At our annual meetings – either side of Easter, this year – we long to see signs that our churches are alive, made of people who identify with Jesus, in his death and resurrection, knowing the power of his love. As we read in the letter to the Philippians:

“I want to know Christ and the power of his resurrection and the sharing of his sufferings by becoming like him in his death, if somehow I may attain the resurrection from the dead. Not that I have already obtained this or have already reached the goal; but I press on to make it my own, because Christ Jesus has made me his own.”

Philippians 3:10-12

At your baptism, you were baptised into Christ Jesus, his death and resurrection (Romans 6:3,4). In confirmation, you made a public commitment to the faith into which you were baptised. By joining the electoral roll, you identify yourself as an active, worshipping member of a particular congregation. And in all of this, we “press on” because Christ Jesus has made us his own.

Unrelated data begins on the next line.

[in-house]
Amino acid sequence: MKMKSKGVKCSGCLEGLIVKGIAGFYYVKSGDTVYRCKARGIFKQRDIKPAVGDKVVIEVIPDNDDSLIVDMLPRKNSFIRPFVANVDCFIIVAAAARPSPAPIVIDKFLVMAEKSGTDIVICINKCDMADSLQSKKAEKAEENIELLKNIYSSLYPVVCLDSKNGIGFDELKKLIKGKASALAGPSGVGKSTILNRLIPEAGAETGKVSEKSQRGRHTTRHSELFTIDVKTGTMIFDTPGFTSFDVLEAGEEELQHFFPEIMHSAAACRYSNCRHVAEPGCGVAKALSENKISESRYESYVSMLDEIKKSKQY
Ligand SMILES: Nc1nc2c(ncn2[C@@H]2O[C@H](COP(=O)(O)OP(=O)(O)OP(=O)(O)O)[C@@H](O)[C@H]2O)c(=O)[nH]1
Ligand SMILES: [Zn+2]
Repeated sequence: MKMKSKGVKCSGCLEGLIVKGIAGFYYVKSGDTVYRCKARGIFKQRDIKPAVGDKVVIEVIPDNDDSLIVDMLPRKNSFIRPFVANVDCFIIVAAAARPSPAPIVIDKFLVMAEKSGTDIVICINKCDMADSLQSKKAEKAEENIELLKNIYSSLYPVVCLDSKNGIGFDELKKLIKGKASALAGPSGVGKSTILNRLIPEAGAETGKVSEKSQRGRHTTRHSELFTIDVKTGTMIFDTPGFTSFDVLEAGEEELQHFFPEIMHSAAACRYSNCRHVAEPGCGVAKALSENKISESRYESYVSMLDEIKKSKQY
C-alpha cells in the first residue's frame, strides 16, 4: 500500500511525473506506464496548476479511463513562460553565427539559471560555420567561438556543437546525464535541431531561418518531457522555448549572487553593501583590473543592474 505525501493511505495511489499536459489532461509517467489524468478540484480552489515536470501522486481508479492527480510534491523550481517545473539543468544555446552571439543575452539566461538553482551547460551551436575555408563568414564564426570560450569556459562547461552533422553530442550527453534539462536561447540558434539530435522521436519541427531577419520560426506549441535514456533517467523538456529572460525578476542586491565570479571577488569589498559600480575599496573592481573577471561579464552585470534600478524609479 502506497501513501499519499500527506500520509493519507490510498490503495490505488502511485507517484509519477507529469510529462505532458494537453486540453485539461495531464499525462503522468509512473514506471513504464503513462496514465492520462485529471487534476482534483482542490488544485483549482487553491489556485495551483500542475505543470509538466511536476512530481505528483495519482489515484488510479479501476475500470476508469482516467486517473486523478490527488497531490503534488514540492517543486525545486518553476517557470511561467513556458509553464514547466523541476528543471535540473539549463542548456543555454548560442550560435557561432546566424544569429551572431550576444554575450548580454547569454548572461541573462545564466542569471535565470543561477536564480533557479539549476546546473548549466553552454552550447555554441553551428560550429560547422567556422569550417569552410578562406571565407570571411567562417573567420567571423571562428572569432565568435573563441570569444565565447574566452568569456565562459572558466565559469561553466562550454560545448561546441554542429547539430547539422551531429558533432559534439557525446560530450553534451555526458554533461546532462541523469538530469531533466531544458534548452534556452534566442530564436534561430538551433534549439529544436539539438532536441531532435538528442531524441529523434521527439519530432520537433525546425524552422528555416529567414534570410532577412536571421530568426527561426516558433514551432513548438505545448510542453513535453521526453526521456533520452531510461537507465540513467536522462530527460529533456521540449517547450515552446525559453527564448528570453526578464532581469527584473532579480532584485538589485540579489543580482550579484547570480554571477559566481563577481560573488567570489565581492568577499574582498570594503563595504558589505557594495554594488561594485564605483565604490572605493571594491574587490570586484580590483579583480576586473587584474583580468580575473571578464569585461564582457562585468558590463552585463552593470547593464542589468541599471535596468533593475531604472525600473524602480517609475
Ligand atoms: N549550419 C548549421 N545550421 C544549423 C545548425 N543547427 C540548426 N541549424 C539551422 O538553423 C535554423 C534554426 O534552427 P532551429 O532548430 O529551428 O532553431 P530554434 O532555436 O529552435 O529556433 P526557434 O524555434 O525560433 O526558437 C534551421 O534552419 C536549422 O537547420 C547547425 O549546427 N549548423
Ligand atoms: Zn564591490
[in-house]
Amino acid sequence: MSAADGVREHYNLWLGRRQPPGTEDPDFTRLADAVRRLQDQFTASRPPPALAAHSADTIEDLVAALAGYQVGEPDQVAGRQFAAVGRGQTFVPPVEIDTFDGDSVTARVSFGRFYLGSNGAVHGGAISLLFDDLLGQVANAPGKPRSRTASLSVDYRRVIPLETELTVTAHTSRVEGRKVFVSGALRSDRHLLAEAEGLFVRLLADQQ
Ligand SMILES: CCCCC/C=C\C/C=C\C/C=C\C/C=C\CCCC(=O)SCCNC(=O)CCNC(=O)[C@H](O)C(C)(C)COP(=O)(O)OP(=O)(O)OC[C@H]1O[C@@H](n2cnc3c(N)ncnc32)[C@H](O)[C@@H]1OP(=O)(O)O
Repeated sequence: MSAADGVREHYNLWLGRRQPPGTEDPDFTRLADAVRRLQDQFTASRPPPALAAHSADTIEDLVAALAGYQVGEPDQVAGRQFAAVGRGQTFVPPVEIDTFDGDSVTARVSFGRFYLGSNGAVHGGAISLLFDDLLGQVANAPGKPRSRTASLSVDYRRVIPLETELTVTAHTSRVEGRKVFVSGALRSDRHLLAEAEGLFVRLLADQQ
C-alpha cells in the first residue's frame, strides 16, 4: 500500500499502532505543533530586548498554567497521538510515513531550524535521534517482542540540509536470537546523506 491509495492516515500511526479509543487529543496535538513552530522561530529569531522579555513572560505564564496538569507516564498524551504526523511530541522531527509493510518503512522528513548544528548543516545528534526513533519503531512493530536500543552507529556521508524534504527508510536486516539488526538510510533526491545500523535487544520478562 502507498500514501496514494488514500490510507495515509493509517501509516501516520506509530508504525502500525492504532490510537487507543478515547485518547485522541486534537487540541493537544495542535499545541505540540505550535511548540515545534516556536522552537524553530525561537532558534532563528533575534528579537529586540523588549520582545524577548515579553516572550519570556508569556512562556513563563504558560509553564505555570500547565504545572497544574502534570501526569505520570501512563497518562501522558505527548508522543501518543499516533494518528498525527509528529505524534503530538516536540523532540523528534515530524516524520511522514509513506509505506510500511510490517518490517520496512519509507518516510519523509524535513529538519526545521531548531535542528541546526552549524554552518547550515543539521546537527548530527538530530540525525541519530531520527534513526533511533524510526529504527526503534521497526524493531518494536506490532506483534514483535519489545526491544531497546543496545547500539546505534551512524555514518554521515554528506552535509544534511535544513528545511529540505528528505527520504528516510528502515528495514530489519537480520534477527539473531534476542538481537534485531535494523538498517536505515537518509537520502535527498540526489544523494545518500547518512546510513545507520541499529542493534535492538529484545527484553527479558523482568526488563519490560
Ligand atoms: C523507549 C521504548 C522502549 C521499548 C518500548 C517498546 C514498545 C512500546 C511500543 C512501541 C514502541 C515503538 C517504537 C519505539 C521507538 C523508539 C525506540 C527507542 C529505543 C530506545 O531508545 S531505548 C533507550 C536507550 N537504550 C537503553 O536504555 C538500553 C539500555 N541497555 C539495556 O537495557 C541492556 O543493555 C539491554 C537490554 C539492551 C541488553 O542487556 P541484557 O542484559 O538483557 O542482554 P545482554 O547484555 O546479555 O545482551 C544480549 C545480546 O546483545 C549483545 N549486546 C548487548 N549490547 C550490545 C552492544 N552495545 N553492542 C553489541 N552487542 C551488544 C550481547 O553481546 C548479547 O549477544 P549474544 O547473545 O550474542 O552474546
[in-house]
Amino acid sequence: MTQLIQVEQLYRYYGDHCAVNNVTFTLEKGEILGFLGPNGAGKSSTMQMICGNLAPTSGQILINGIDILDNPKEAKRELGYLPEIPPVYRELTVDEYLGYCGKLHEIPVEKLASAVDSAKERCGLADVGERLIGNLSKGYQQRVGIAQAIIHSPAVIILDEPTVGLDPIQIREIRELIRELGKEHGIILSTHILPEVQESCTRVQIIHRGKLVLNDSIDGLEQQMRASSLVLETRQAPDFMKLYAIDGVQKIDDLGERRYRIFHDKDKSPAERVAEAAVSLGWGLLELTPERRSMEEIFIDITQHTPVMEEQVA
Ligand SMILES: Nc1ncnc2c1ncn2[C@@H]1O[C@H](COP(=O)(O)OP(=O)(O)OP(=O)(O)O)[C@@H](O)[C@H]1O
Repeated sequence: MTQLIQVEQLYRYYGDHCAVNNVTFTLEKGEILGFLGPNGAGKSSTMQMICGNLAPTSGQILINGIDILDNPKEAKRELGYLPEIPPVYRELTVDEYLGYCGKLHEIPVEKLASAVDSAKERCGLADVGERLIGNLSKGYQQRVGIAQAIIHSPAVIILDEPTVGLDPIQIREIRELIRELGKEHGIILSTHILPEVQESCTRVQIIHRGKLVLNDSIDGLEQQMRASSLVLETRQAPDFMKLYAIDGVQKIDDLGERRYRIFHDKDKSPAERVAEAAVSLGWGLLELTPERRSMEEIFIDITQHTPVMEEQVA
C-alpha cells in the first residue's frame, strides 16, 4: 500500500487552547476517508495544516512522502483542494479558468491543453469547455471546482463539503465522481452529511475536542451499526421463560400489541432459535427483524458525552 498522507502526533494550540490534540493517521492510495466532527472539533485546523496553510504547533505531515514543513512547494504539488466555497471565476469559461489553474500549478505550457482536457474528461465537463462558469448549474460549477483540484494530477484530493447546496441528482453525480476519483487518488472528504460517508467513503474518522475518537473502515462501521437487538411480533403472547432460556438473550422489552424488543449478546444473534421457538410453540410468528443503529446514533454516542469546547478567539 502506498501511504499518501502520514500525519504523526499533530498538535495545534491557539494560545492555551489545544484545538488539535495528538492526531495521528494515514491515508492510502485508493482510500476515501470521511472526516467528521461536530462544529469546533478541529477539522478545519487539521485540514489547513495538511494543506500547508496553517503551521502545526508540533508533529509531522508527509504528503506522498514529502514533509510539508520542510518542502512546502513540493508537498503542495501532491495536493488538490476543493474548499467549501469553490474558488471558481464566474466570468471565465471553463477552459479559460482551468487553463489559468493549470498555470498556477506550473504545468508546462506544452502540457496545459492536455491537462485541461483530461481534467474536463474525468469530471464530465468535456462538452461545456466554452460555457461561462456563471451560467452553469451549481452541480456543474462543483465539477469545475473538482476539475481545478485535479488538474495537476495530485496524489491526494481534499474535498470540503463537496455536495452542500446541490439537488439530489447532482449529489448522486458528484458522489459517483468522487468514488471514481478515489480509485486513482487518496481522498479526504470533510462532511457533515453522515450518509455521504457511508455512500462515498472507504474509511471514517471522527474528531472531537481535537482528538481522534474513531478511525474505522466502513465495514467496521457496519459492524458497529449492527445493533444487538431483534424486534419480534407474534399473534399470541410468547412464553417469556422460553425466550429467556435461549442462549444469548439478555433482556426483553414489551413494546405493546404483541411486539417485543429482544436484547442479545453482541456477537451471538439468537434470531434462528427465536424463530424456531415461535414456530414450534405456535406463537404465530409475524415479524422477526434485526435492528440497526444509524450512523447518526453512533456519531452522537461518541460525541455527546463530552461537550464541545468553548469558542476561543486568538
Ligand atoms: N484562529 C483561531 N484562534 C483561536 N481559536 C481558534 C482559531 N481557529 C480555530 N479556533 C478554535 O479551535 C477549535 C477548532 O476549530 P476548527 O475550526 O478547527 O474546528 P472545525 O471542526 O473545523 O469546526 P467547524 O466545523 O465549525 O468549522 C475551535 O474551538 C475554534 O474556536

I wish you well as you press on in your journey through Lent towards Easter!

Alan Jewell

The Christingle

I’m writing this on 2 January 2019, so, if I haven’t had chance to say so in person, I’d like to take this opportunity to wish you a happy new year.

Christmas in both churches was busy, as always, with nativities, carols and crib services. One of the highlights of the season, as usual, was the St Matthew’s School Christingle Service, held on the evening of Monday 17 December. The church was packed, and families were treated to the sight of children holding lighted candles, singing, “Like A Candle Flame”. It’s always very effective and memorable.

A number of people have asked when we were going to hold the St Matthew’s church Christingle service, as it is usually on one of the Sunday mornings in Advent (as it was at St Cross on the first Sunday in December). The answer is at 4:30 PM on Sunday 3 February. I thought I would use this article to explain some of the thinking behind this change.

The Christingle goes back to a children’s service held by the Moravian congregation of Marienborn, in Germany, on 20 December 1747. (The Moravian church is one of the oldest protestant denominations, with its roots in 15th Century Bohemia.) The minister, John de Watteville, read verses which the children of the church had written to celebrate the birth of Jesus.

He then explained to the children the happiness that had come to people through Jesus, “who has kindled in each little heart a flame which keeps burning to their joy and our happiness”.

To make the point even clearer, each child then received a little lighted wax candle, tied round with a red ribbon. The minister ended the service with this prayer, “Lord Jesus, kindle a flame in these children’s hearts, that theirs like Thine become”.